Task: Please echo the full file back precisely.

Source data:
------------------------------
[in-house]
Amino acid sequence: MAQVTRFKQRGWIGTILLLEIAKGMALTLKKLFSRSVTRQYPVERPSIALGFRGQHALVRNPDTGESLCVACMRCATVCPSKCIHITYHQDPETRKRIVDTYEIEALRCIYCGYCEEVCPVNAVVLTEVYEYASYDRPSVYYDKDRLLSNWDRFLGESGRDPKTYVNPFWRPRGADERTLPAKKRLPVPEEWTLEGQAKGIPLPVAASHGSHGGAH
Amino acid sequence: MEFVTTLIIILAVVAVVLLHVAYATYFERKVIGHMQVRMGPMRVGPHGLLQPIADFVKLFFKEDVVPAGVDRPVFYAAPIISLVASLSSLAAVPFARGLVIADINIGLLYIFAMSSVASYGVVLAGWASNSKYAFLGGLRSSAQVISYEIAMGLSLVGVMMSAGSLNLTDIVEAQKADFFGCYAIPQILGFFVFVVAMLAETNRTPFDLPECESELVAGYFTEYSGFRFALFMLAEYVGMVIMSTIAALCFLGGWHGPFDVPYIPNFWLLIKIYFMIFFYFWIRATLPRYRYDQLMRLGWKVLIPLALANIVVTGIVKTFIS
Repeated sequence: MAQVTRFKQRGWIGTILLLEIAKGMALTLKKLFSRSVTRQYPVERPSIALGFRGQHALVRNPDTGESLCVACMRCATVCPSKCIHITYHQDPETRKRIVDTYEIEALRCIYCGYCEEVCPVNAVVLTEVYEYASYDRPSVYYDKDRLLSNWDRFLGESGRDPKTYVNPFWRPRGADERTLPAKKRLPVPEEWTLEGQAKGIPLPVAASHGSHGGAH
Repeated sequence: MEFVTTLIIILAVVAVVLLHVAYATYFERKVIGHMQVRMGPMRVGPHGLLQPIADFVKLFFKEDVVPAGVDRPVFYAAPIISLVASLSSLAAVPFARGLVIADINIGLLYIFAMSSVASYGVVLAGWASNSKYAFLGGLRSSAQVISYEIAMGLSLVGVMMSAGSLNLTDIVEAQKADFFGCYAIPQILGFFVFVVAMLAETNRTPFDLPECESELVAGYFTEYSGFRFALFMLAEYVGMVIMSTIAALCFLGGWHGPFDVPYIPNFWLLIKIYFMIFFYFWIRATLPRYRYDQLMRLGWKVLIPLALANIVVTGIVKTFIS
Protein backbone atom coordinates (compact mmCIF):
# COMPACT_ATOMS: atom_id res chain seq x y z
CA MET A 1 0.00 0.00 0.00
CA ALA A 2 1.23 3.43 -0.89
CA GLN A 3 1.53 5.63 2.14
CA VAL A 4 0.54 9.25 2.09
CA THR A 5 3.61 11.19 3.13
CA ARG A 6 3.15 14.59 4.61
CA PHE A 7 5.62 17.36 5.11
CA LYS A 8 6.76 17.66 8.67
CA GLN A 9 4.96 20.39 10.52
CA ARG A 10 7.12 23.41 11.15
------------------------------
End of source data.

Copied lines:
[in-house]
Amino acid sequence: MAQVTRFKQRGWIGTILLLEIAKGMALTLKKLFSRSVTRQYPVERPSIALGFRGQHALVRNPDTGESLCVACMRCATVCPSKCIHITYHQDPETRKRIVDTYEIEALRCIYCGYCEEVCPVNAVVLTEVYEYASYDRPSVYYDKDRLLSNWDRFLGESGRDPKTYVNPFWRPRGADERTLPAKKRLPVPEEWTLEGQAKGIPLPVAASHGSHGGAH
Amino acid sequence: MEFVTTLIIILAVVAVVLLHVAYATYFERKVIGHMQVRMGPMRVGPHGLLQPIADFVKLFFKEDVVPAGVDRPVFYAAPIISLVASLSSLAAVPFARGLVIADINIGLLYIFAMSSVASYGVVLAGWASNSKYAFLGGLRSSAQVISYEIAMGLSLVGVMMSAGSLNLTDIVEAQKADFFGCYAIPQILGFFVFVVAMLAETNRTPFDLPECESELVAGYFTEYSGFRFALFMLAEYVGMVIMSTIAALCFLGGWHGPFDVPYIPNFWLLIKIYFMIFFYFWIRATLPRYRYDQLMRLGWKVLIPLALANIVVTGIVKTFIS
Repeated sequence: MAQVTRFKQRGWIGTILLLEIAKGMALTLKKLFSRSVTRQYPVERPSIALGFRGQHALVRNPDTGESLCVACMRCATVCPSKCIHITYHQDPETRKRIVDTYEIEALRCIYCGYCEEVCPVNAVVLTEVYEYASYDRPSVYYDKDRLLSNWDRFLGESGRDPKTYVNPFWRPRGADERTLPAKKRLPVPEEWTLEGQAKGIPLPVAASHGSHGGAH
Repeated sequence: MEFVTTLIIILAVVAVVLLHVAYATYFERKVIGHMQVRMGPMRVGPHGLLQPIADFVKLFFKEDVVPAGVDRPVFYAAPIISLVASLSSLAAVPFARGLVIADINIGLLYIFAMSSVASYGVVLAGWASNSKYAFLGGLRSSAQVISYEIAMGLSLVGVMMSAGSLNLTDIVEAQKADFFGCYAIPQILGFFVFVVAMLAETNRTPFDLPECESELVAGYFTEYSGFRFALFMLAEYVGMVIMSTIAALCFLGGWHGPFDVPYIPNFWLLIKIYFMIFFYFWIRATLPRYRYDQLMRLGWKVLIPLALANIVVTGIVKTFIS
Protein backbone atom coordinates (compact mmCIF):
# COMPACT_ATOMS: atom_id res chain seq x y z
CA MET A 1 0.00 0.00 0.00
CA ALA A 2 1.23 3.43 -0.89
CA GLN A 3 1.53 5.63 2.14
CA VAL A 4 0.54 9.25 2.09
CA THR A 5 3.61 11.19 3.13
CA ARG A 6 3.15 14.59 4.61
CA PHE A 7 5.62 17.36 5.11
CA LYS A 8 6.76 17.66 8.67
CA GLN A 9 4.96 20.39 10.52
CA ARG A 10 7.12 23.41 11.15